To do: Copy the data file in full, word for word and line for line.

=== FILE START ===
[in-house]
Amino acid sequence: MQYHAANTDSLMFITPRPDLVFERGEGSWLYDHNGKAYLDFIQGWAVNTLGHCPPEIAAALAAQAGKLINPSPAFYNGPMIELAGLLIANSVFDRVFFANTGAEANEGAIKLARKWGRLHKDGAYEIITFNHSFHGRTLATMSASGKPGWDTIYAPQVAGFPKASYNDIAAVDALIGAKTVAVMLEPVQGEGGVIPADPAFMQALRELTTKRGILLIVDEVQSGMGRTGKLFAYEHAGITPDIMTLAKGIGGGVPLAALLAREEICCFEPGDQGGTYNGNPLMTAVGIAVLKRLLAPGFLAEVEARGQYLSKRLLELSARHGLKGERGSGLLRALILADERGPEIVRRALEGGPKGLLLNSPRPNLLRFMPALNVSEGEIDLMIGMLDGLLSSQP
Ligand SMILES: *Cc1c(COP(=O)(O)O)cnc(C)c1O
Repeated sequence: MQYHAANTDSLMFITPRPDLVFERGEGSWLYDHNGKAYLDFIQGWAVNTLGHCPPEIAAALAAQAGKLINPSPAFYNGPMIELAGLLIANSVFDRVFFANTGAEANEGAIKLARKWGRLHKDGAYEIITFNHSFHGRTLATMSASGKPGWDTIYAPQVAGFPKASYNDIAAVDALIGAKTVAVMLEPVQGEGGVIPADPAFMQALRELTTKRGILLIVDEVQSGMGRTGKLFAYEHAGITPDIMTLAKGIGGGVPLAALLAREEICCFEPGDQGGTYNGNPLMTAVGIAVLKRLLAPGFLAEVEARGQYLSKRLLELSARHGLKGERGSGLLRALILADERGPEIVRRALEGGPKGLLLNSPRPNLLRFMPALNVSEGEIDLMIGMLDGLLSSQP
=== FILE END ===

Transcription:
[in-house]
Amino acid sequence: MQYHAANTDSLMFITPRPDLVFERGEGSWLYDHNGKAYLDFIQGWAVNTLGHCPPEIAAALAAQAGKLINPSPAFYNGPMIELAGLLIANSVFDRVFFANTGAEANEGAIKLARKWGRLHKDGAYEIITFNHSFHGRTLATMSASGKPGWDTIYAPQVAGFPKASYNDIAAVDALIGAKTVAVMLEPVQGEGGVIPADPAFMQALRELTTKRGILLIVDEVQSGMGRTGKLFAYEHAGITPDIMTLAKGIGGGVPLAALLAREEICCFEPGDQGGTYNGNPLMTAVGIAVLKRLLAPGFLAEVEARGQYLSKRLLELSARHGLKGERGSGLLRALILADERGPEIVRRALEGGPKGLLLNSPRPNLLRFMPALNVSEGEIDLMIGMLDGLLSSQP
Ligand SMILES: *Cc1c(COP(=O)(O)O)cnc(C)c1O
Repeated sequence: MQYHAANTDSLMFITPRPDLVFERGEGSWLYDHNGKAYLDFIQGWAVNTLGHCPPEIAAALAAQAGKLINPSPAFYNGPMIELAGLLIANSVFDRVFFANTGAEANEGAIKLARKWGRLHKDGAYEIITFNHSFHGRTLATMSASGKPGWDTIYAPQVAGFPKASYNDIAAVDALIGAKTVAVMLEPVQGEGGVIPADPAFMQALRELTTKRGILLIVDEVQSGMGRTGKLFAYEHAGITPDIMTLAKGIGGGVPLAALLAREEICCFEPGDQGGTYNGNPLMTAVGIAVLKRLLAPGFLAEVEARGQYLSKRLLELSARHGLKGERGSGLLRALILADERGPEIVRRALEGGPKGLLLNSPRPNLLRFMPALNVSEGEIDLMIGMLDGLLSSQP